TOP 10 WORST KILIMANJARO ADVICE

By on July 19, 2016 in Adventure, Kilimanjaro, Travel, Trekking with 2 Comments

Just because there is a lot of information about Kilimanjaro on the Internet, doesn’t mean it’s all accurate. Here are ten of the worst pieces of Kilimanjaro travel advice we’ve ever heard.

1. It’s a walk in the park

Anyone who has climbed Kilimanjaro knows it’s far from a walk in the park. While not a technical climb, summiting Kilimanjaro requires stamina and often oxygen supplied by your support team. The summit rate is about 66 percent, as high altitude medical problems force many to turn back. Climbers do die on Kilimanjaro. A 19,341-foot peak with arctic conditions at the summit is hardly a walk in the park.

Tusker Kilimanjaro Climb

2. All companies are the same, hire the cheapest

You get what you pay for and the cheapest Kilimanjaro companies often come with bad equipment, basic food, and lowly paid guides with no medical skills. Your chance of summiting safely with the cheapest outfits on the mountain are dramatically lower.

3. You can live on energy bars

Energy bars get you to Uhuru Peak if you’re Reinhold Meissner, but your average trekker requires a rich diet balanced between carbs and protein to have any shot of making the top. Food is your fuel and you will need a full tank to summit.

4. Leave the full tip with the guide

In many cases, guides don’t distribute tips fairly to the rest of the crew and pocket the lion’s share. That’s not fair to the porters and cooks who do much of the work to enable you to summit.

5. It’s easier to climb the Marangu “Coca Cola” Route

Coke may be the real thing, but the Marangu route is not the easiest and far from the best. It is the least scenic of the seven routes but is the oldest with indoor dorm sleeping accommodations. Most companies do it in five days and don’t allow for proper acclimatization, thus it has the lowest summit rate of the routes despite its more gradual slope.

6. Emergencies never happen

If you believe it’s a walk in the park, you assume emergencies never happen. Broken legs, altitude sickness, HAPE and HACE, and other major mishaps are common and require emergency evacuations.

7. You can evacuate yourself

This is a suicidal notion. If something goes terribly wrong, you need professional help. Tusker’s medically trained guides evacuate 99% of our evacuations, but for the occasional helicopter emergency, Tusker partners with Ripcord.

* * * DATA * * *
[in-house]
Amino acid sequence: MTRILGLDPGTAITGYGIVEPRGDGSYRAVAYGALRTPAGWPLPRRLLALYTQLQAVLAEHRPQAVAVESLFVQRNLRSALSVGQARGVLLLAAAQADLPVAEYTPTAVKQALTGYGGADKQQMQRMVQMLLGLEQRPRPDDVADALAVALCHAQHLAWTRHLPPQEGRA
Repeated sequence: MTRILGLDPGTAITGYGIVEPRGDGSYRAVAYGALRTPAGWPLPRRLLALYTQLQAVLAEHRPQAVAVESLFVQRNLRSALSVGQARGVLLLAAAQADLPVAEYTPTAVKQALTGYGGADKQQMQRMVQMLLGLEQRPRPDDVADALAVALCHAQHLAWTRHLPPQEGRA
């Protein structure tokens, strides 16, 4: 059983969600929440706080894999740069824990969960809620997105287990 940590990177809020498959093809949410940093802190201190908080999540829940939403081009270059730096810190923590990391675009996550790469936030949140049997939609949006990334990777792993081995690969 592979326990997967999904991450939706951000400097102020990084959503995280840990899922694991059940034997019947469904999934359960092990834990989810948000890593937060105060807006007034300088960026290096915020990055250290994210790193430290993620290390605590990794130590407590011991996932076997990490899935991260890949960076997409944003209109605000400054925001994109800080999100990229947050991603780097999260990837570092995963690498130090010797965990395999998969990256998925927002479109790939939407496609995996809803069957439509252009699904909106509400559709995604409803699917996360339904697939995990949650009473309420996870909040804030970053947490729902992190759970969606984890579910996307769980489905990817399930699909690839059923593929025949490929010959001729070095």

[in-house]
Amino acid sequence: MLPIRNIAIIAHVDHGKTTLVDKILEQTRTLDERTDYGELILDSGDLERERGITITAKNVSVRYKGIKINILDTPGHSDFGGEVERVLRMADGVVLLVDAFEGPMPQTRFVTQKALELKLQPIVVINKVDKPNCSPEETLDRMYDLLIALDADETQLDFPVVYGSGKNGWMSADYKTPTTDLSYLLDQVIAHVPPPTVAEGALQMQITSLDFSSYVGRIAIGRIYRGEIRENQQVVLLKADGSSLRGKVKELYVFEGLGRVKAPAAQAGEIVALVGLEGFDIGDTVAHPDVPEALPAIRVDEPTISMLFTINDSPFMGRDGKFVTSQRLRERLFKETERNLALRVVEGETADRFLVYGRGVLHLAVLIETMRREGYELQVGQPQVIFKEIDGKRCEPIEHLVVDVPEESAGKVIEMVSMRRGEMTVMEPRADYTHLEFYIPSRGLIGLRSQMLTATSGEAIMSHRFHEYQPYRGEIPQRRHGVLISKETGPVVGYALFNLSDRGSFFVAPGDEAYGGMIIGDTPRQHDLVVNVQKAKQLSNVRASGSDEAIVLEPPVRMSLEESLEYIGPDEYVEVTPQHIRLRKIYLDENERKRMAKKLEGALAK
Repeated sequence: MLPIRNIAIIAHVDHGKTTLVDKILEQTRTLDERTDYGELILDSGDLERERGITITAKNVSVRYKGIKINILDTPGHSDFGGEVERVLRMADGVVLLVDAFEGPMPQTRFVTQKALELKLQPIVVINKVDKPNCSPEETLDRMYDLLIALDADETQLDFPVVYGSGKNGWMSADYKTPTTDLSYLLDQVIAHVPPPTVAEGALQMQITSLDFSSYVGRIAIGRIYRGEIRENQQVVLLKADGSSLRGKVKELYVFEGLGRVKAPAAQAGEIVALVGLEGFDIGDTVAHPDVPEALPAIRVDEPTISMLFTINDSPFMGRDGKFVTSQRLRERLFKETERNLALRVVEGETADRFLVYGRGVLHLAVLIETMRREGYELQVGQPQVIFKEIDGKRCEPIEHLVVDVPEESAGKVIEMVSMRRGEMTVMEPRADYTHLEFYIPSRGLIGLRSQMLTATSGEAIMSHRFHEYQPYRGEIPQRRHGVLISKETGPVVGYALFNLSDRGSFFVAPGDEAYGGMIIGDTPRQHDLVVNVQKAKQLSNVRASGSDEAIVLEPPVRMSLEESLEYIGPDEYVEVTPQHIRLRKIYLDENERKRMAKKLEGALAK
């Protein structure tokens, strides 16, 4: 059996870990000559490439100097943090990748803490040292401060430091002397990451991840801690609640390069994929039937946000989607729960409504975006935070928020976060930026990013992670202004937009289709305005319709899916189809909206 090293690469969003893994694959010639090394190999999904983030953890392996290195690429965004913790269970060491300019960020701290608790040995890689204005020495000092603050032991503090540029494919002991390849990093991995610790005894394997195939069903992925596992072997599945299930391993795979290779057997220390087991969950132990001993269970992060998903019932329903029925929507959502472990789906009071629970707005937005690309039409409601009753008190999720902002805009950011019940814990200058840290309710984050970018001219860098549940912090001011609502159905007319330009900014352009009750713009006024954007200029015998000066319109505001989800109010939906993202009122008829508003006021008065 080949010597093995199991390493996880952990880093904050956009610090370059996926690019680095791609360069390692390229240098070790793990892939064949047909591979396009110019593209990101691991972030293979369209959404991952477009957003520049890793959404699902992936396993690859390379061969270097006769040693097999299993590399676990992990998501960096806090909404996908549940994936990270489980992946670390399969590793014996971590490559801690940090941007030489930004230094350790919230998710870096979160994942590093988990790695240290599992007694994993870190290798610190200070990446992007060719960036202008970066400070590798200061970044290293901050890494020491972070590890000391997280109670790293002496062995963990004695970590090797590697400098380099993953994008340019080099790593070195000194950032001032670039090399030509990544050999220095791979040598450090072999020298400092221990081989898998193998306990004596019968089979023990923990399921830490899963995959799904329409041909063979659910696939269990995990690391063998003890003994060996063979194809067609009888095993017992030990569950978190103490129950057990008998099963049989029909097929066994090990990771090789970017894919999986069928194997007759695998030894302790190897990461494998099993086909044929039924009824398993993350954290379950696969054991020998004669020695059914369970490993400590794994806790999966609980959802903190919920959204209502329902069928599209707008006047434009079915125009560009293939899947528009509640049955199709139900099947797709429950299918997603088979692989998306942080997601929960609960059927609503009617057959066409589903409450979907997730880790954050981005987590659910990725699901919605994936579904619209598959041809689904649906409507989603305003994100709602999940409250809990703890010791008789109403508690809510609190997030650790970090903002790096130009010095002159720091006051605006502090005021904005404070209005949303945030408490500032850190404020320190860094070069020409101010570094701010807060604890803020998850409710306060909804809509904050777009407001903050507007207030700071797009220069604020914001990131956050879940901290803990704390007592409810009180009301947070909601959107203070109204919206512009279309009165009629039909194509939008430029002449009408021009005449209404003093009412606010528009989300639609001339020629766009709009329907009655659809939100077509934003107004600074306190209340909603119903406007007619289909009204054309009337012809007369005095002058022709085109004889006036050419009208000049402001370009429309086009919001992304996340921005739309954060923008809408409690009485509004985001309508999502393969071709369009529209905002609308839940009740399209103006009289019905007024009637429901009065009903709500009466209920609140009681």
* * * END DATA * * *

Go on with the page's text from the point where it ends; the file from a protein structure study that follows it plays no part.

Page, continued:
8. If I get injured I’ll call a helicopter

Before you climb you should have a policy with a specialist mountain evacuation firm, such as Ripcord. That insurance is a lot better than trying to call park officials who don’t have sufficient equipment and manpower to save your skin. If you don’t have evacuation insurance, a helicopter evac can cost you as much as $17,000.

9. Bring your drone

Terrible idea on many levels. Tanzania banned drones from all of its national parks in late 2014 fearing they would be used to track elephants by poachers. If you have a drone on Kilimanjaro, it will likely be confiscated.

10. Do it on your own, save a bundle

Tanzania banned unsupported treks in 1991 so you need to hire a registered/licensed guide. There are over 150 companies offering the service, but quality varies as wildly as does price. Learn why here.

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  1. Frank says:

    Interesting that when I climbed with Tusker I was clearly to told give the entire tip to the office administrator. The amount of tip that reached the porters was very little indeed and the guides still received much of it as did the administrator, I believe. Admittedly that was several years ago and so I hope things have changed a lot since then. Also the porters where not permitted to speak the clients so they had no chance to stand out and receive individual good tips.

    • Tusker Trail says:

      Tusker is a family-owned and operated climbing operation, both on the US and Tanzanian side. The tips are dispersed by a trusted family member. That person is Julian Jones, who has been managing our Tanzanian operation for the past 10 years. We evolved this tip-dispersal system, as the traditional system of handing tips to the guides has a long history of problems. We have established a whole new tip giving paradigm based on full and open transparency. Here’s how it works. The amount of the tip given by our groups is logged and audited monthly. All porters, guides and crew are present when the tips are disbursed and are fully aware of the total amount of the tip given by the group, as well as the percentage breakdown as to who receives how much in the team hierarchy. This transparent system is the best system we have found to keep our troops happy. If there was any funny business, there would be hell to pay.

      We have never forbid our clients to talk and mingle with our porters; in fact we encourage it. One of our main competitors has banned clients from speaking to their porters, but we never have. As a cultural tendency, the porters can be shy, and that coupled with the language barrier, can naturally lead them to be hesitant in initiating conversations. However, once you break the ice, friendly exchanges are enjoyed by all.

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